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Understanding property division in a Colorado divorce

On Behalf of | May 9, 2024 | Family Law

When couples decide to divorce, they must divide their property. Colorado law uses an equitable distribution approach, which does not necessarily mean equal.

Courts strive to divide property fairly based on each spouse’s circumstances.

What counts as property?

In a divorce, property includes assets and debts accumulated during the marriage. This includes homes, vehicles, investments and all debts. It is necessary to determine what is marital property and what belongs to individuals as separate property. Separate property typically includes assets owned before marriage, inheritances and gifts received by one spouse alone.

How courts determine division

Colorado courts consider several factors when dividing property. These include each spouse’s economic circumstances, the value each spouse contributed to the marital property and any increases or decreases in value of the separate property during the time of the marriage. Courts also look at the value of the property set aside for each spouse and any depletion of marital assets through misuse.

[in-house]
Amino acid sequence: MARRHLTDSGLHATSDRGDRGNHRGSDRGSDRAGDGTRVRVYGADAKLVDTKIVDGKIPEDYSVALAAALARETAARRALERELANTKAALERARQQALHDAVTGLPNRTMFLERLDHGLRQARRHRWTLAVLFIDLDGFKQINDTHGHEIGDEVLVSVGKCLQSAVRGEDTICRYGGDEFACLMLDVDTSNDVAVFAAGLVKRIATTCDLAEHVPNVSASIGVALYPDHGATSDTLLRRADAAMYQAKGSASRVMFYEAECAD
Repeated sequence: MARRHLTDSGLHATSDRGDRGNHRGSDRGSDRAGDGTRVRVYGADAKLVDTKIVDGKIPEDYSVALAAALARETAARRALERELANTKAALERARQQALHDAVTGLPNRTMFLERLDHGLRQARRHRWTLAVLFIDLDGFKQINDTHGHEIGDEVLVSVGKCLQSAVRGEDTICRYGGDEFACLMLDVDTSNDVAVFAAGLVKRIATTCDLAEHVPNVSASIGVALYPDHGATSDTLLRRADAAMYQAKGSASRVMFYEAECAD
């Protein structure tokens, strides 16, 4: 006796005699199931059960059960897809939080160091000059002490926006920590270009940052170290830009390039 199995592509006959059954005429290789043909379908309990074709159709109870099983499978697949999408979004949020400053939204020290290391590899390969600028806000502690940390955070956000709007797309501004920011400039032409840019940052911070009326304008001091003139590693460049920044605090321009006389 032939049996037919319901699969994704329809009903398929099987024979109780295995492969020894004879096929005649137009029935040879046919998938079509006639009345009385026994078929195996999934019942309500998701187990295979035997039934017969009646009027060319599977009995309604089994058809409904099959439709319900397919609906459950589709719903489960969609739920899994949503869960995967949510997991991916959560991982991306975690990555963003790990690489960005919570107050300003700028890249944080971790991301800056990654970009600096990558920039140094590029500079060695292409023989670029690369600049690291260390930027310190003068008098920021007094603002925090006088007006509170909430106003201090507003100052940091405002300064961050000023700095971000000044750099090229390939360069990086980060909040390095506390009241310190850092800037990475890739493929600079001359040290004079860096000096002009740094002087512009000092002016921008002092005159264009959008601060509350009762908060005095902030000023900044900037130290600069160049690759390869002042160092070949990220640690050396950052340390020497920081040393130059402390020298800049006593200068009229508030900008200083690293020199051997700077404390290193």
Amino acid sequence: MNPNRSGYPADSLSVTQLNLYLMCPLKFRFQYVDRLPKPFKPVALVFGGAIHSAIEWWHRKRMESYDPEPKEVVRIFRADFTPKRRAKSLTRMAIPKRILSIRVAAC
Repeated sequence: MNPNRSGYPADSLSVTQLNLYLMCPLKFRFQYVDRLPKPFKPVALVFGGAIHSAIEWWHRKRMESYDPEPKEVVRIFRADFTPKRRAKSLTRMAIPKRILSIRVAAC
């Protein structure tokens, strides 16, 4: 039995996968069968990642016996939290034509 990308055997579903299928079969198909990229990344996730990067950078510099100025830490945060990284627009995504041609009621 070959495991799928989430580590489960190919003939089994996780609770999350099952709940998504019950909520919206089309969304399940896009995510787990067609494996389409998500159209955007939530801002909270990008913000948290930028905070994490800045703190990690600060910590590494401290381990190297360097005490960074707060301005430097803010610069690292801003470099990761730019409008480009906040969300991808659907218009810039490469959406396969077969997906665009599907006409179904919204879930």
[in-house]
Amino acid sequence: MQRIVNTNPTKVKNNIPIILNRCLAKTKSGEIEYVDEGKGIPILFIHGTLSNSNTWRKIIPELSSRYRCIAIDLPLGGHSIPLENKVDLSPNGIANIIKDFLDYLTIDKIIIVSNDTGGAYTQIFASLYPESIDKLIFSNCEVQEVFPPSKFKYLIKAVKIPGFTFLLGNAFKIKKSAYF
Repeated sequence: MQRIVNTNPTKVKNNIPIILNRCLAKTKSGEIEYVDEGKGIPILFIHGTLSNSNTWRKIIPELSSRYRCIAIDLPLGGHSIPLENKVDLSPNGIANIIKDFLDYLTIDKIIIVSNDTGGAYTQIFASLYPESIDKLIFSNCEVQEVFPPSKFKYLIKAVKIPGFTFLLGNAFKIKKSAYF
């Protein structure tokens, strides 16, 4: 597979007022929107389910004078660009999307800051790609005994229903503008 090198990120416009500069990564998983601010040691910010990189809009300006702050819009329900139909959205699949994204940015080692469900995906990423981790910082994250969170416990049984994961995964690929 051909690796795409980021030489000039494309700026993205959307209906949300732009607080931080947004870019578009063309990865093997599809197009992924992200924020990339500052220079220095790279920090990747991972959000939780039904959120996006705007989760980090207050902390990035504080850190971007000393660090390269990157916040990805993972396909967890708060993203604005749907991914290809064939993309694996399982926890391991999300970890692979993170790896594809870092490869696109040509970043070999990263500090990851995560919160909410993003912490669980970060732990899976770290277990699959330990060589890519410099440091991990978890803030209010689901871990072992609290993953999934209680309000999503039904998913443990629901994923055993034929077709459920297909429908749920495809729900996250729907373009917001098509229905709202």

Special considerations

There are some unique scenarios in property division. For instance, determining how to divide business growth can be complex if one spouse owned a business before the marriage, but it grew significantly during the marriage. Additionally, the division of retirement benefits often requires careful legal and financial consideration to ensure compliance with laws and to protect both parties’ interests.

Getting professional help

Given the complexities involved, individuals often need legal and financial advice to navigate the process of property division in a divorce. This helps ensure that the division is fair and complies with Colorado law, which aims to reach a resolution that respects the rights and needs of both individuals moving forward.

Understanding the nuances of property division can help individuals better prepare for the discussions and decisions that lie ahead in a divorce proceeding.

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